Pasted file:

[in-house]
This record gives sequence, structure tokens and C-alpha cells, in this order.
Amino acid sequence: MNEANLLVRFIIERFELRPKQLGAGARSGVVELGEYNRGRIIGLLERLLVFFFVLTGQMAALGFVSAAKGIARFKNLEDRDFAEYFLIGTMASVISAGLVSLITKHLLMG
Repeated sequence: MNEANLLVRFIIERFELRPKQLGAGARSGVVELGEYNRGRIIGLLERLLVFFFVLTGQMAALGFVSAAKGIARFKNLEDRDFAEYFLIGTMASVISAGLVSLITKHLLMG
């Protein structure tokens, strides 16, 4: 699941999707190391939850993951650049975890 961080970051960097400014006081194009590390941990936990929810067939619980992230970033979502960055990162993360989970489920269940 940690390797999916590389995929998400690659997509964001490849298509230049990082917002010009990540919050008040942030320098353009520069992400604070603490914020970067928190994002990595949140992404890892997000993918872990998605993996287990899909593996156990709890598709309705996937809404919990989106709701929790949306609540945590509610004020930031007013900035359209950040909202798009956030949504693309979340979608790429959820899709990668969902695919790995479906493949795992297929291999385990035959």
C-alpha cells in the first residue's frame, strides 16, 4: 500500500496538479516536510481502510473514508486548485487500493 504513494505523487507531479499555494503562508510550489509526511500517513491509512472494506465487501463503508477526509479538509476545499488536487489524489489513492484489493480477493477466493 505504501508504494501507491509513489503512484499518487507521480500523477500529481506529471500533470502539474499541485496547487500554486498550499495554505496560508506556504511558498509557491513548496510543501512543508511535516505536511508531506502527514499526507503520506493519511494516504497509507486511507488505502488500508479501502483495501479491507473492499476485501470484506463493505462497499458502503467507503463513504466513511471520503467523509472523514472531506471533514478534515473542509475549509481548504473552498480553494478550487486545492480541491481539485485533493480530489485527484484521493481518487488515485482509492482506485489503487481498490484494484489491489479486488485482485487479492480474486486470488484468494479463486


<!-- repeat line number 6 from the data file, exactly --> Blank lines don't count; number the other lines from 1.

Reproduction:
C-alpha cells in the first residue's frame, strides 16, 4: 500500500496538479516536510481502510473514508486548485487500493 504513494505523487507531479499555494503562508510550489509526511500517513491509512472494506465487501463503508477526509479538509476545499488536487489524489489513492484489493480477493477466493 505504501508504494501507491509513489503512484499518487507521480500523477500529481506529471500533470502539474499541485496547487500554486498550499495554505496560508506556504511558498509557491513548496510543501512543508511535516505536511508531506502527514499526507503520506493519511494516504497509507486511507488505502488500508479501502483495501479491507473492499476485501470484506463493505462497499458502503467507503463513504466513511471520503467523509472523514472531506471533514478534515473542509475549509481548504473552498480553494478550487486545492480541491481539485485533493480530489485527484484521493481518487488515485482509492482506485489503487481498490484494484489491489479486488485482485487479492480474486486470488484468494479463486